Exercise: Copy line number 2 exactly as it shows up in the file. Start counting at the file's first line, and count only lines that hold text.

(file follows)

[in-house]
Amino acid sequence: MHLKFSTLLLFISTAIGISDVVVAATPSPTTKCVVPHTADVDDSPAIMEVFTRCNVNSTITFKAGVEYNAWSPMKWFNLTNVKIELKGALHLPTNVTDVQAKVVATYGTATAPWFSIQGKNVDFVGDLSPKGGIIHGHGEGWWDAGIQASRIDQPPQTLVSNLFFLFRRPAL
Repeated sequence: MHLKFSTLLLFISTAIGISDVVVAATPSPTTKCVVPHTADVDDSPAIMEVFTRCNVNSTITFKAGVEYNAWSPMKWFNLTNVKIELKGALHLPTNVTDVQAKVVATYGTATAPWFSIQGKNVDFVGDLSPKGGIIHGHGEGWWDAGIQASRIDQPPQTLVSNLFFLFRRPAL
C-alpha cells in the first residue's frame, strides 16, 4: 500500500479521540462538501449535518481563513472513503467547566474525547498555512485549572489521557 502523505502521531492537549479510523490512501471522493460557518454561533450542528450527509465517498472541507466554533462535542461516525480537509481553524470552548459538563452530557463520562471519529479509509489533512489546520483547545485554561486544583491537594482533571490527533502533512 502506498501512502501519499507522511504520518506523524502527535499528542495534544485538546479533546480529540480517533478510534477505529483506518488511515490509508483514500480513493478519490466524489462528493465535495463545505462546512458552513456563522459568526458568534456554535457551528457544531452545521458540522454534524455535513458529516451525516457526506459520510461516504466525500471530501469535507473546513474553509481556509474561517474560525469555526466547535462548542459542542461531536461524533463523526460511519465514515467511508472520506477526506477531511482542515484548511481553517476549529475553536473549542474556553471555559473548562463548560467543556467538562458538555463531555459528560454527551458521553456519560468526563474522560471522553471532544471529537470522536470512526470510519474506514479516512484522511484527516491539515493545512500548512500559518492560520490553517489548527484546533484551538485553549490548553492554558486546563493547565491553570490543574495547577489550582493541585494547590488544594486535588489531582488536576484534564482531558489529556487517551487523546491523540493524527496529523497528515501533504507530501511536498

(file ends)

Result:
Amino acid sequence: MHLKFSTLLLFISTAIGISDVVVAATPSPTTKCVVPHTADVDDSPAIMEVFTRCNVNSTITFKAGVEYNAWSPMKWFNLTNVKIELKGALHLPTNVTDVQAKVVATYGTATAPWFSIQGKNVDFVGDLSPKGGIIHGHGEGWWDAGIQASRIDQPPQTLVSNLFFLFRRPAL